From the January 25, 1930, issue


The suggestion that ancient America appears to parallel ancient Europe rather remarkably was made recently by Dr. A.V. Kidder, archaeologist of Phillips Academy, Andover, and director of archaeological researches for the Carnegie Institute of Washington. Dr. Kidder pointed out that the Mayan Indians who lived in Central America and Yucatan developed there a culture which was the finest in America, very much as the Greek was the highest culture of Europe.

These Mayas, starting as a primitive group, several thousand years before Christ, established the foundations of a resplendent civilization. By the first century A.D., they were building impressive stone temples and government buildings, around which the thatched huts of the people spread out in great cities. Indian artists adorned the white limestone and stucco buildings with beautiful exotic sculptures and paintings, and engineers built wide stone highways, probably for ceremonial use, leading to important places of worship.


Born of the talkies, a film phonograph capable of playing continuously for two hours from a 400-foot reel of motion picture sound film has been perfected by Dr. C.H. Hewlett, engineer of the General Electric Company. From a reel of film small enough to fit into a coat pocket a complete play or opera can be reproduced, which otherwise would require 15 to 20 ordinary 12-inch disc records.

Talking motion picture technique allowed Dr. Hewlett to achieve his result. In one of the principal methods of recording sound for the talkies, a jagged line photographed on the edge of the film is the representation of the sound. Light passes through a narrow slit, through the film onto a photoelectric tube. As the teeth of the jagged lines pass by the slit, they vary the amount of light reaching the tube, which in turn varies the intensity of an electric current. When this current is amplified and fed into a loud speaker, a reproduction of the original sound emerges.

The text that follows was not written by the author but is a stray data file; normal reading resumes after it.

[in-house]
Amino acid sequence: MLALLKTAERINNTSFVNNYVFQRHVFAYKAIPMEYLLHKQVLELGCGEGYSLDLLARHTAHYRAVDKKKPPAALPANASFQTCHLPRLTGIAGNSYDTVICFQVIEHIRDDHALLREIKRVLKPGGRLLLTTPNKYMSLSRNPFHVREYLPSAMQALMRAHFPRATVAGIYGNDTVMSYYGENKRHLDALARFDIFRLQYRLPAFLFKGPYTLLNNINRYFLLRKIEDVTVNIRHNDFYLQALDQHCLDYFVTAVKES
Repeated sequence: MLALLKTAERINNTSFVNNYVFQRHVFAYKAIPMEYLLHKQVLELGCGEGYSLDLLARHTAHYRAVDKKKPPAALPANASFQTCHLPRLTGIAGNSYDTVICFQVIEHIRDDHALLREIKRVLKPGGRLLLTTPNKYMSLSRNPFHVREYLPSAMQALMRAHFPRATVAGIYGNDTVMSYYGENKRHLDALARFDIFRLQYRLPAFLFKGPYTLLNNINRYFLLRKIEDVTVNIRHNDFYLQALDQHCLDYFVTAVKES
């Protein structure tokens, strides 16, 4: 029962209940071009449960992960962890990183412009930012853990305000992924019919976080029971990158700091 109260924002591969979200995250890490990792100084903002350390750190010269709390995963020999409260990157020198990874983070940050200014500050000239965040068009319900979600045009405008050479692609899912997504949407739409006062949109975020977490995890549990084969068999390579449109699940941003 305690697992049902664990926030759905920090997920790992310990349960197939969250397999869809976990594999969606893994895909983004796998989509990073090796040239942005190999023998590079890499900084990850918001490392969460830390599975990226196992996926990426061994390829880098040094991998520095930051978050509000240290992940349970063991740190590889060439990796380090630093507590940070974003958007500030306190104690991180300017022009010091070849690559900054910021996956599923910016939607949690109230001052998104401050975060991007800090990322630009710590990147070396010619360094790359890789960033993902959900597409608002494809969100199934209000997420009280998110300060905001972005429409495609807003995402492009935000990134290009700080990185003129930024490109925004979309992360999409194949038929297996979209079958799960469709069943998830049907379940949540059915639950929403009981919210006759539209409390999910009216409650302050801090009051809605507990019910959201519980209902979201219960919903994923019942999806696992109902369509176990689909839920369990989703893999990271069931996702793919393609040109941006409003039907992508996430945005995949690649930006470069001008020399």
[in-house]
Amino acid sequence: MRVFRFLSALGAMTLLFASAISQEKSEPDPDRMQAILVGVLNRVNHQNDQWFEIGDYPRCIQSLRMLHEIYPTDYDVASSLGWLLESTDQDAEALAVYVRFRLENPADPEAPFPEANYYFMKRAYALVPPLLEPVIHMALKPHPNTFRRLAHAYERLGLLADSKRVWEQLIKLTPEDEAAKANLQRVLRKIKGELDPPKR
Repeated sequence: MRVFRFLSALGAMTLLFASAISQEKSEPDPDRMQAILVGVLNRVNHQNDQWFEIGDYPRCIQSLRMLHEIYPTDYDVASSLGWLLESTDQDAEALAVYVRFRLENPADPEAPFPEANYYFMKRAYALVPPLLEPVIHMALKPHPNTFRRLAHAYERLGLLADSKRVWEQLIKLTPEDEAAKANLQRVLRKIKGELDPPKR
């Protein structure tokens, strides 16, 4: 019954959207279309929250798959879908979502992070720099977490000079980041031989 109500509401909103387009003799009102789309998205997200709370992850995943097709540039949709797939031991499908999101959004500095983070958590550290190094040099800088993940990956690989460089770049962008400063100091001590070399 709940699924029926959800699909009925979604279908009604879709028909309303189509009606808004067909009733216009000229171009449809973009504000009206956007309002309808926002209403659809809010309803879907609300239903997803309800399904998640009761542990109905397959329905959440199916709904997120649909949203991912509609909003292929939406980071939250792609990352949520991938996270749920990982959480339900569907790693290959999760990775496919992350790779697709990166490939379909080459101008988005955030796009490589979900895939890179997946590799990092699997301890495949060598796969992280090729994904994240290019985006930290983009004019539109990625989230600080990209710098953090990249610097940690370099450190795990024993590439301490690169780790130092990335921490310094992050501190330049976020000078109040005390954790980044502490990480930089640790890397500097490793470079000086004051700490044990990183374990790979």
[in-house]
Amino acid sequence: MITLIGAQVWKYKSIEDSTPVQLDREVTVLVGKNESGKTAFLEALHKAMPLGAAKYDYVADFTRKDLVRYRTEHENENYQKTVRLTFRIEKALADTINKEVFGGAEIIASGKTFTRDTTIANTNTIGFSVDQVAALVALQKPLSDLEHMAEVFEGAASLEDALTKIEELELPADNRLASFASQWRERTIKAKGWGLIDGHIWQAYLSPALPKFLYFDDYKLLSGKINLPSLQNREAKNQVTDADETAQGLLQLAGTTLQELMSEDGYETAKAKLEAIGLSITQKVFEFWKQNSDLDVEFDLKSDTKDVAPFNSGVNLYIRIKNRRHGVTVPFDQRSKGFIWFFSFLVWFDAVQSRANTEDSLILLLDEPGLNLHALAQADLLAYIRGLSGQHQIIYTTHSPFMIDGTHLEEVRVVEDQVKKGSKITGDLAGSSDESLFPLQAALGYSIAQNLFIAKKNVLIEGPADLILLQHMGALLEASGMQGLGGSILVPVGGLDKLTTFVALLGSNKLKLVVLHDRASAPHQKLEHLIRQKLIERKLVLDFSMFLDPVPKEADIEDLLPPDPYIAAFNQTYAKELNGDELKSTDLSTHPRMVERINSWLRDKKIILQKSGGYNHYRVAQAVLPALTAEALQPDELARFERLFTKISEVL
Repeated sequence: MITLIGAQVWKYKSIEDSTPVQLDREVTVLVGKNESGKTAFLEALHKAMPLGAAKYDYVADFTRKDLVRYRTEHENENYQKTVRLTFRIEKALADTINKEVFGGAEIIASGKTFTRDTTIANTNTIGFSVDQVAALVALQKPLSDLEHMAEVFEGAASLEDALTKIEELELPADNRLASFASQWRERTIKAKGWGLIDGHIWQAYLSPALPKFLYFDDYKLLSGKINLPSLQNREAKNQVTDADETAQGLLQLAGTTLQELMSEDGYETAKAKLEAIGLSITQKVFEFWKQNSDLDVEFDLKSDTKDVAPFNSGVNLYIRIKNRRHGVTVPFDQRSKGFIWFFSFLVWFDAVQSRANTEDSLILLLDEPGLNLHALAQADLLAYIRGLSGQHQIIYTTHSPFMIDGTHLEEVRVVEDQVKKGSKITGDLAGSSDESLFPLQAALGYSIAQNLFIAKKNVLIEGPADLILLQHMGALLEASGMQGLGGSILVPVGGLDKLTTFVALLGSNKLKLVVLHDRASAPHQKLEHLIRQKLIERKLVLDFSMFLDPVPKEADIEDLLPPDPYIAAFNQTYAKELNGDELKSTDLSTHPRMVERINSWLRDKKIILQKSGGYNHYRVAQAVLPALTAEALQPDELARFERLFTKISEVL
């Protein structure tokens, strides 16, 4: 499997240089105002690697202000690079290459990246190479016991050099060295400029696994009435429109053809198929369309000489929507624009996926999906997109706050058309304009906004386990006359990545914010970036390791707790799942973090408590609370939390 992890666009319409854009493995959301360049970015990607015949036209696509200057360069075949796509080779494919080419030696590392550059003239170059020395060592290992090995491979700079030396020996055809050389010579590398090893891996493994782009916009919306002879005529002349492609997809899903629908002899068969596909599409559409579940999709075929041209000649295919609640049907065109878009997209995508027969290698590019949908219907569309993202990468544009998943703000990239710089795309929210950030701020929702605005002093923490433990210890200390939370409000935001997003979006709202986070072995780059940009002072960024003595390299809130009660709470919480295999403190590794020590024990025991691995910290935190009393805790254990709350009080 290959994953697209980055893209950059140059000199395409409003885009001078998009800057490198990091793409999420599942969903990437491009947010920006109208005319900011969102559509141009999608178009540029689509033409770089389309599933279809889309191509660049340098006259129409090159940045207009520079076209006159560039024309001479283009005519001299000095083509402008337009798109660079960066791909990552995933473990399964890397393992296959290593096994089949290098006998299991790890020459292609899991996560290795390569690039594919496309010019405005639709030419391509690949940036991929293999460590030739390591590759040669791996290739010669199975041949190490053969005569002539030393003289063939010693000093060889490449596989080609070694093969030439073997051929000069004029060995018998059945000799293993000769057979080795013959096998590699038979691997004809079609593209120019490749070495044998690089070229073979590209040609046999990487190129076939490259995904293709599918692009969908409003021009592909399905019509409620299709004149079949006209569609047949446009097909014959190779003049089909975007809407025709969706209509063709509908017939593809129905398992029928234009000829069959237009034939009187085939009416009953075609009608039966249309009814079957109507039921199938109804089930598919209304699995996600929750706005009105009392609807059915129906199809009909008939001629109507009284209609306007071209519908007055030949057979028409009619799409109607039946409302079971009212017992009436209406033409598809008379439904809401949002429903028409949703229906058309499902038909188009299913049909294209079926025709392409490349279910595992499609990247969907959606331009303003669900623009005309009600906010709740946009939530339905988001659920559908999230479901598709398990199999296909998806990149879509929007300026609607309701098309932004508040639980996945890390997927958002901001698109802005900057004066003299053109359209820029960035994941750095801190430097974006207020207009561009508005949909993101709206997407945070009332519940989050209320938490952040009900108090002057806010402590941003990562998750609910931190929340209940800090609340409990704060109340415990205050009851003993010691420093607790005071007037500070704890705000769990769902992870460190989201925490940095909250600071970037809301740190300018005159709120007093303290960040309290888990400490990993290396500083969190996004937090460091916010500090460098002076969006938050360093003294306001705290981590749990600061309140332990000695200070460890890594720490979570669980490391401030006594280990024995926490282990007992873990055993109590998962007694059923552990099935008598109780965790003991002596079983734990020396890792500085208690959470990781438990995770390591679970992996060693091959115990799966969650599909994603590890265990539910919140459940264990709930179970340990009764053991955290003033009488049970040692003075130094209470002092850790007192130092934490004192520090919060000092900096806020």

Electronic bullets, fired with electricity as low as thirty volts, which can be obtained from a battery of twenty dry cells, are capable of killing at least one common form of germ. In a study made at the University of Cincinnati, Dr. D.A. Wells has found that Staphylococcus albus, the mildest of several germs that produce boils, are destroyed by these relatively low speed electrons, moving at speeds of a few miles a second. High speed electrons driven by voltages of several thousand, have already been observed to have a germ-killing effect.

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